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    • Member Info
      • Native Language:
      • Bulgarian
      • Home Country:
      • Bulgaria
      • Current Location:
      • Bulgaria

    • Join Date: Sep 2007
    • Posts: 5,000
    #1

    on the move/on waiver/pull off

    Dear teachers,

    Would you be kind enough to tell me whether I am right with my interpretation of the expressions in bold in the following sentences?

    His violent temper and his enormous energy soon became proverbial; he was constantly on the move, surprising friend and foe and exhausting his followers by his long journeys.

    It was vacation time, and the highways were full of families on the move.

    on the move = going from one place to another, traveling

    It was a very cold day, and the teacher watching the playground kept on the move to stay warm.

    on the move = moving around from place to place; in motion

    The candidate promised that if people would make him president, he would get the country on the move.

    Their technology is clearly on the move.

    on the move = moving forward; making progress, advancing

    A nurse is on the move all day long.

    on the move = busily moving about, very active

    I must first put the player on waiver.

    on waiver = in a state of being available for claiming by other professional clubs

    There's a piece of thread on your skirt; let me pull it off.

    pull off = take off

    Help me to pull off these muddy boots.

    pull off = take off

    If some other team claims the player I will pull the player off the waver list and not make the trade.

    pull off = cancel

    The boat pulled off from the shore.

    pull off = push off

    I never thought we'd ever stage this play, but somehow we pulled it off.

    After failing his driving test eight times, John at last pulled it off.

    pull off = accomplish, bring off, especially in the face of difficulties or at the last minute

    Thank you for your efforts.

    Regards,

    V.

  1. kfredson's Avatar

    • Join Date: Dec 2009
    • Posts: 700
    #2

    Re: on the move/on waiver/pull off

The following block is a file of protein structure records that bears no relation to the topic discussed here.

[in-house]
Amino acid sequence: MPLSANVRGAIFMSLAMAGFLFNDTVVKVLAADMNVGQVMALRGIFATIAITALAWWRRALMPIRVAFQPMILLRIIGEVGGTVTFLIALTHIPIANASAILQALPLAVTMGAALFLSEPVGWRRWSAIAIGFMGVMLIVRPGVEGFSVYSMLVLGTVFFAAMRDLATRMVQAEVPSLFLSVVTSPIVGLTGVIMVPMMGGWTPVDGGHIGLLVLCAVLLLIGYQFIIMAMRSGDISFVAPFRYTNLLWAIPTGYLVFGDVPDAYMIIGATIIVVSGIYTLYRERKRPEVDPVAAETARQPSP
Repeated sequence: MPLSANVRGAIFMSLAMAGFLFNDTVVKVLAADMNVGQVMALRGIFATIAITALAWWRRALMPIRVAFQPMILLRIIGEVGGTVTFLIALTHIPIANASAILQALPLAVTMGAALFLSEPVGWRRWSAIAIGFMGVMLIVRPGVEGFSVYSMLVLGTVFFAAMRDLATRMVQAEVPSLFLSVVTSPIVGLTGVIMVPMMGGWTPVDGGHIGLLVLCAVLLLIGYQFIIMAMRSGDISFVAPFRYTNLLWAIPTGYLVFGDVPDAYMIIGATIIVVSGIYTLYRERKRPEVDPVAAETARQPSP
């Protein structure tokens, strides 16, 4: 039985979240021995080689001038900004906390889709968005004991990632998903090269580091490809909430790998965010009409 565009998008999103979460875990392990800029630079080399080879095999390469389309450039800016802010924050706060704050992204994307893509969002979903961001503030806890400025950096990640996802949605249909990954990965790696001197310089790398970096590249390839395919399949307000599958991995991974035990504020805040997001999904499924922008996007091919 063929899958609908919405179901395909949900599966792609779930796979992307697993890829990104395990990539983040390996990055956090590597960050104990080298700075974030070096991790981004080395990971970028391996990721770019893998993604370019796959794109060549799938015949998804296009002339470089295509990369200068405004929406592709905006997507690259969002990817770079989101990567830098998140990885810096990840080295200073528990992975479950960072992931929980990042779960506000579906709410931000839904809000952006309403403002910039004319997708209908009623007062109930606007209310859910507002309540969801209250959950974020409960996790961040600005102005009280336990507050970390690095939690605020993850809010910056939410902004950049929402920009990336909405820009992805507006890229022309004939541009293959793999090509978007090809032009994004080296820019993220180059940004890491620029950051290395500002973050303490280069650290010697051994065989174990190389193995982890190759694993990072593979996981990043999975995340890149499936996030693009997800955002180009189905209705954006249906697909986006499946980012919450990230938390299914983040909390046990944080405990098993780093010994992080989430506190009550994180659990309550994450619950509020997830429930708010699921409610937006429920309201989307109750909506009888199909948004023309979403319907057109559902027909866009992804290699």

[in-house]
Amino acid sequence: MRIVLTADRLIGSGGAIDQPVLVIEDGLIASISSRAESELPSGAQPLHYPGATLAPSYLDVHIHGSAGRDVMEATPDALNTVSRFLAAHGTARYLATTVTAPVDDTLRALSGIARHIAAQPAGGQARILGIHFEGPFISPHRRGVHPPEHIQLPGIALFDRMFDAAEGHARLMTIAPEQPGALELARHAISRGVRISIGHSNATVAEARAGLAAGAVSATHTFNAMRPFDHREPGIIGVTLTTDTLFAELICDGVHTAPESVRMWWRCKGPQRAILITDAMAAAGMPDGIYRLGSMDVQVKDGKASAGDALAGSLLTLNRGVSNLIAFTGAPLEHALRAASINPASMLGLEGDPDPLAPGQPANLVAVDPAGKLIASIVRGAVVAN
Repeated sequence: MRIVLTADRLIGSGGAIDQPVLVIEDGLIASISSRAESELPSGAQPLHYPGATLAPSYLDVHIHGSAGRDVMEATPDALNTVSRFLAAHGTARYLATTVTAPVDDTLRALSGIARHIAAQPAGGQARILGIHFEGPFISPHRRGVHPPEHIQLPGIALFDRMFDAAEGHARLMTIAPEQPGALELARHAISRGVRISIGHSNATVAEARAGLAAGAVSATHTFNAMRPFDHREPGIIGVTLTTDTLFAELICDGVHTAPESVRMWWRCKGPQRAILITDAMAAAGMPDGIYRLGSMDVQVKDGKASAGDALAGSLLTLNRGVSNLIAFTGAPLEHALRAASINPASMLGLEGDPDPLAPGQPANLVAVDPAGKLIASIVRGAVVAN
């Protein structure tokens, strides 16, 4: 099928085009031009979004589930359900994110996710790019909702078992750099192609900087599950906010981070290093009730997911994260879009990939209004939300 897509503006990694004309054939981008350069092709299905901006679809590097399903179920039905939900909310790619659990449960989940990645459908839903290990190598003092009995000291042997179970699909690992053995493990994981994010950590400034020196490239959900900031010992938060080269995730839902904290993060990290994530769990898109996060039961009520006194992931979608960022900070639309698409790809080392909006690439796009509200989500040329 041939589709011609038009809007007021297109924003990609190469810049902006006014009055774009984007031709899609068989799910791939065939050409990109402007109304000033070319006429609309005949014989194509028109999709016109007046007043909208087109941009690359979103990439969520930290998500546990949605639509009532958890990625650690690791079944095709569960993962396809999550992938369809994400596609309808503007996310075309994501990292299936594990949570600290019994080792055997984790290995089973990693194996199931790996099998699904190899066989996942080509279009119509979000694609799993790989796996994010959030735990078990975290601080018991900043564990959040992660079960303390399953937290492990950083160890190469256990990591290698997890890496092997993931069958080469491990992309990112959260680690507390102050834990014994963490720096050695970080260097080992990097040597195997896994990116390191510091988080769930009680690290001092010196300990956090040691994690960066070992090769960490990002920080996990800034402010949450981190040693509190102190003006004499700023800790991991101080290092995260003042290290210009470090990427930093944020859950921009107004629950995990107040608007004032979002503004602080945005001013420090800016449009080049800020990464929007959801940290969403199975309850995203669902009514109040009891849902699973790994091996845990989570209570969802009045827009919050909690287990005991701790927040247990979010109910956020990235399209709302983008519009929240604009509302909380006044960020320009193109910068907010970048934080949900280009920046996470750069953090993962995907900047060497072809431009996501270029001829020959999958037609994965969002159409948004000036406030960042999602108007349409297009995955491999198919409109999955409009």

Quote Originally Posted by vil View Post
    Dear teachers,

    Would you be kind enough to tell me whether I am right with my interpretation of the expressions in bold in the following sentences?

    His violent temper and his enormous energy soon became proverbial; he was constantly on the move, surprising friend and foe and exhausting his followers by his long journeys.

    It was vacation time, and the highways were full of families on the move.

    on the move = going from one place to another, traveling

    It was a very cold day, and the teacher watching the playground kept on the move to stay warm.

    on the move = moving around from place to place; in motion

    The candidate promised that if people would make him president, he would get the country on the move.

    Their technology is clearly on the move.

    on the move = moving forward; making progress, advancing

    A nurse is on the move all day long.

    on the move = busily moving about, very active

    I must first put the player on waiver.

    on waiver = in a state of being available for claiming by other professional clubs

    There's a piece of thread on your skirt; let me pull it off.

    pull off = take off

    Help me to pull off these muddy boots.

    pull off = take off

    If some other team claims the player I will pull the player off the waver list and not make the trade.

    pull off = cancel I would say "remove"

    The boat pulled off from the shore.

    pull off = push off This is correct, but pulled off implies it was doing so by its own power.

    I never thought we'd ever stage this play, but somehow we pulled it off.

    After failing his driving test eight times, John at last pulled it off.

    pull off = accomplish, bring off, especially in the face of difficulties or at the last minute

    Thank you for your efforts.

    Regards,

    V.
    Yes, these are fine.

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